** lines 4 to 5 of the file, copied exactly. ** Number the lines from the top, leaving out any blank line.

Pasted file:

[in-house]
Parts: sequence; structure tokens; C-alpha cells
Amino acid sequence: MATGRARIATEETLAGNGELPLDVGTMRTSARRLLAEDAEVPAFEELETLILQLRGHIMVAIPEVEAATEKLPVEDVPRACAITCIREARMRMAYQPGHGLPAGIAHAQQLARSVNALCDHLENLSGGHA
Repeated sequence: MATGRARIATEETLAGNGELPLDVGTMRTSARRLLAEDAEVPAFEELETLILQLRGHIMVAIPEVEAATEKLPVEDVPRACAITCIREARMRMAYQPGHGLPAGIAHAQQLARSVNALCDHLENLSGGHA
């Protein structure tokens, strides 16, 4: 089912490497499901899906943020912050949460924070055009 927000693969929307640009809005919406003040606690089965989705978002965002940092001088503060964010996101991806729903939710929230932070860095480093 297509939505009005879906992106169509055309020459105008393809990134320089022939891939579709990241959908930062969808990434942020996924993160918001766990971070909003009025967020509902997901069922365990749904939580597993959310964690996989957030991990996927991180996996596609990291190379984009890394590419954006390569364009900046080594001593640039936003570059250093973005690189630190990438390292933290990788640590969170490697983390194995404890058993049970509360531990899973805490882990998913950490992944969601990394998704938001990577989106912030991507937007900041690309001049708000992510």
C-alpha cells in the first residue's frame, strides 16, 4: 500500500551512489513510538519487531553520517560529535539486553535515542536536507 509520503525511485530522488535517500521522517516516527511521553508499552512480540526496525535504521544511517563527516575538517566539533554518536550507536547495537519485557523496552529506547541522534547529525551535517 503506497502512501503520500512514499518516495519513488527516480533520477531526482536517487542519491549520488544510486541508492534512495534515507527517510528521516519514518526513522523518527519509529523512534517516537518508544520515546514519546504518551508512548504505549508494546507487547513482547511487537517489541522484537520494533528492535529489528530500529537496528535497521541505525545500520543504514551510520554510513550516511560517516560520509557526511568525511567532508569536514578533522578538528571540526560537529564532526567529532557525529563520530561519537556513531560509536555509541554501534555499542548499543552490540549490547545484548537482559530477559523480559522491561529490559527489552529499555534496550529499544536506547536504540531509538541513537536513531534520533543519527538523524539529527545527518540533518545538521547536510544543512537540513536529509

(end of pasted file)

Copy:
Repeated sequence: MATGRARIATEETLAGNGELPLDVGTMRTSARRLLAEDAEVPAFEELETLILQLRGHIMVAIPEVEAATEKLPVEDVPRACAITCIREARMRMAYQPGHGLPAGIAHAQQLARSVNALCDHLENLSGGHA
């Protein structure tokens, strides 16, 4: 089912490497499901899906943020912050949460924070055009 927000693969929307640009809005919406003040606690089965989705978002965002940092001088503060964010996101991806729903939710929230932070860095480093 297509939505009005879906992106169509055309020459105008393809990134320089022939891939579709990241959908930062969808990434942020996924993160918001766990971070909003009025967020509902997901069922365990749904939580597993959310964690996989957030991990996927991180996996596609990291190379984009890394590419954006390569364009900046080594001593640039936003570059250093973005690189630190990438390292933290990788640590969170490697983390194995404890058993049970509360531990899973805490882990998913950490992944969601990394998704938001990577989106912030991507937007900041690309001049708000992510």